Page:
Friday night I “hit the wall” so to speak.  When I got home I showered, fell into bed and went comatose for the entire night.  Didn’t wake up once, which is odd for me.  I also missed my morning wake-up call.  Normally I wake up at 4:30 all by myself, Saturday I didn’t flutter an eyelid until 6:00!

I spent Saturday in the shop, but Tim and Marie came to help so we got a lot done and it wasn’t as hard on me as it could have been.  Another deep sleep Saturday night.  Sunday morning I almost played hooky from Church, but decided that I really didn’t want to do that, I get a lot of benefit from attending, and I’m an Elder and should be leading by example.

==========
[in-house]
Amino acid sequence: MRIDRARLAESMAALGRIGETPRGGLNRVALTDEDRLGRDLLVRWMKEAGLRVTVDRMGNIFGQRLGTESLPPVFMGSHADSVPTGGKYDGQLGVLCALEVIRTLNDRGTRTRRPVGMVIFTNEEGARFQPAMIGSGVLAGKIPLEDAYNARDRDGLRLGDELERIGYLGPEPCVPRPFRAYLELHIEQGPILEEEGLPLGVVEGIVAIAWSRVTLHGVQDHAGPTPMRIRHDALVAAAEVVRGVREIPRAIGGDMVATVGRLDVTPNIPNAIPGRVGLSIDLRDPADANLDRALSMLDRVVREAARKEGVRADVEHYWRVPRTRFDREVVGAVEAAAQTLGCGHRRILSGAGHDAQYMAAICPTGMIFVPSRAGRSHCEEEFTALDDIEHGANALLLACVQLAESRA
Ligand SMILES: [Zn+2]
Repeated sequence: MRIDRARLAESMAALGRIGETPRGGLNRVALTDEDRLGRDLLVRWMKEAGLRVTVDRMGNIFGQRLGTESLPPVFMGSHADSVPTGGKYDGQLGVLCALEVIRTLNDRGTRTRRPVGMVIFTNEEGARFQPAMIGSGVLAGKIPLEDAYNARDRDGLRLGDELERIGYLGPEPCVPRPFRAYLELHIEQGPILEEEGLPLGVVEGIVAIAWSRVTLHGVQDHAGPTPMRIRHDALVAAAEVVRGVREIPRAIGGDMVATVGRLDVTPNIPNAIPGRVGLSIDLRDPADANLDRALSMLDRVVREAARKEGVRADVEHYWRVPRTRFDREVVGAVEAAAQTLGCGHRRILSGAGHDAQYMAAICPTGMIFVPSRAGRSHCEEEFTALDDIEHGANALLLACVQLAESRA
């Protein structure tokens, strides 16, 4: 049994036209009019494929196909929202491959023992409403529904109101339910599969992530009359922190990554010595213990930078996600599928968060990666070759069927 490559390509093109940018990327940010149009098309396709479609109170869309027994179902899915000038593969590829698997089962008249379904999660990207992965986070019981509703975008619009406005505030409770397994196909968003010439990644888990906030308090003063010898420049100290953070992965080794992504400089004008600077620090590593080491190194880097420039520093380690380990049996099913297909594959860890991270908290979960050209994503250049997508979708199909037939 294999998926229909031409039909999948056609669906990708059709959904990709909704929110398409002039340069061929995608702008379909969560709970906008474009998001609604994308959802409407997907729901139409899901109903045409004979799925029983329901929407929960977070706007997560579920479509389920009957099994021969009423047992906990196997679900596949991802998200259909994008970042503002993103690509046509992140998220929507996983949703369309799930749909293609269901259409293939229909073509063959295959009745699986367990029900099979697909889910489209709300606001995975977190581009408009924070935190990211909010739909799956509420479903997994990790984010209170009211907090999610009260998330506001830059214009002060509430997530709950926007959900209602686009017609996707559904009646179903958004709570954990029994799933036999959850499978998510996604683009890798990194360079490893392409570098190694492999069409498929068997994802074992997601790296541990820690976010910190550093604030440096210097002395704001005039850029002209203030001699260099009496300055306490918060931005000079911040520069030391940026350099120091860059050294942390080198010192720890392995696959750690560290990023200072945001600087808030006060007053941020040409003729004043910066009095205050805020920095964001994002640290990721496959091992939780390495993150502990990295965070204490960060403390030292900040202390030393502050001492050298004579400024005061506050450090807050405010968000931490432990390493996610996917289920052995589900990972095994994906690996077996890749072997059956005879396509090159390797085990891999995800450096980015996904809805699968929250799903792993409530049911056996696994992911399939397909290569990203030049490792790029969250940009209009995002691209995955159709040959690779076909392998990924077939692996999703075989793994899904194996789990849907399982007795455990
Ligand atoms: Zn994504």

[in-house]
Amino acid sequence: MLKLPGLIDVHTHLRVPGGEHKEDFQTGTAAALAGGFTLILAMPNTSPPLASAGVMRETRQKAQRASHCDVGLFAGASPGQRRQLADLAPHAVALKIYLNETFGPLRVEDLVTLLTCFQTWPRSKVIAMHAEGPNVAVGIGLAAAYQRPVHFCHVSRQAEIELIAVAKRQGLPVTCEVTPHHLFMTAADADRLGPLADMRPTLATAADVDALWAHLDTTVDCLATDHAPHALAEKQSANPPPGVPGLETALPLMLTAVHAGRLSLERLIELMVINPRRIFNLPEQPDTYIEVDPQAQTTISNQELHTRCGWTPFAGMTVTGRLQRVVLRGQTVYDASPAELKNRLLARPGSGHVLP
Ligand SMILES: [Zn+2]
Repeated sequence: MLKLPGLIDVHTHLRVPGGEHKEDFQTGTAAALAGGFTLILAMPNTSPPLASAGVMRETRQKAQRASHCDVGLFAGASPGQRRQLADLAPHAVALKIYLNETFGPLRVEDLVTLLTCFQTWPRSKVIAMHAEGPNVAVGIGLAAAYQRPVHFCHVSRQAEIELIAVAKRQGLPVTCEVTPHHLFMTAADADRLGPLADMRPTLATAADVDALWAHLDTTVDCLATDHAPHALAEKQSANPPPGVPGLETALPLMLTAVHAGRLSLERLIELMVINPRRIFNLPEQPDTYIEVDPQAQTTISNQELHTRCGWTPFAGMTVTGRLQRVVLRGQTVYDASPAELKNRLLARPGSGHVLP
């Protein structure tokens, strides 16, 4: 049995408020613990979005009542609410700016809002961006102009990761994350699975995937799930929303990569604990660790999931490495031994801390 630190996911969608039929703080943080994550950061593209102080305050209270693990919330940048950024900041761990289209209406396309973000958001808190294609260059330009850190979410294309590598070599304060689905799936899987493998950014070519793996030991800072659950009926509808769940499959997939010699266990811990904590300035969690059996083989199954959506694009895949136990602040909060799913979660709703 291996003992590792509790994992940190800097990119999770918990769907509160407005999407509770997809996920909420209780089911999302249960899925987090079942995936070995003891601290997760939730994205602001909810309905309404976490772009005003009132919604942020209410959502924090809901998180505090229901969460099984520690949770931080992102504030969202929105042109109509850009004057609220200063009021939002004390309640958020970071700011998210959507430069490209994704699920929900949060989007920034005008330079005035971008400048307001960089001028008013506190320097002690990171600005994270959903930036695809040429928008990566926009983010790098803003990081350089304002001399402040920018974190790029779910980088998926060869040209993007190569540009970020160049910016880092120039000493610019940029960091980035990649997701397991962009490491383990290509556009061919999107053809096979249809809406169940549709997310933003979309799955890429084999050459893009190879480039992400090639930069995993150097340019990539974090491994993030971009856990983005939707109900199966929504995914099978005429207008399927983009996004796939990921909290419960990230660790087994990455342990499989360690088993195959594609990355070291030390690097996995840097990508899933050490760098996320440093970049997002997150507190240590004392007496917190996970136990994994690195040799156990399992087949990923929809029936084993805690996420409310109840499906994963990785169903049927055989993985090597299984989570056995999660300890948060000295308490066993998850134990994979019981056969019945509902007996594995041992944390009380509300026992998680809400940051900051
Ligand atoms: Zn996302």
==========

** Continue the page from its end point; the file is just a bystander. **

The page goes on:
Sunday afternoon I needed to get the lawn mowed.  We have company coming to stay at Mom’s house and it’s expected to rain all week long, so this is my last chance to get the place looking less like a hay field.  Yeah, I know, mowing a lawn is not a big deal to most.  You haven’t seen my “lawn”.  The photo is just a piece of it.  We live on the side of a mountain and there is about a acre of cleared land that serves as a lawn, the rest is forest.  There are three flat spots, carved into the slopes around the edges for our house, Mom’s house and our workshop and lumber shed, everything else is a slope, some are steep slopes.  I’ve rolled our lawn tractor twice trying to mow some of those slopes… I use a weed whacker for those now.  And… the tractor died on me a couple of weeks back, so I’ve been using a push mower that we normally reserve for trim work.  UGH! But, I figured that this would help correct that ‘not quite as fit as I ought to be’ problem.  Most of the time it’s just a good (3 hour long) work out.  But this week I’m exhausted before getting started.  This is where that ‘reaching down inside and finding the reserve’ bit comes into play.  I reached, I found, I mowed.  Then I collapsed on the sofa and took a nap.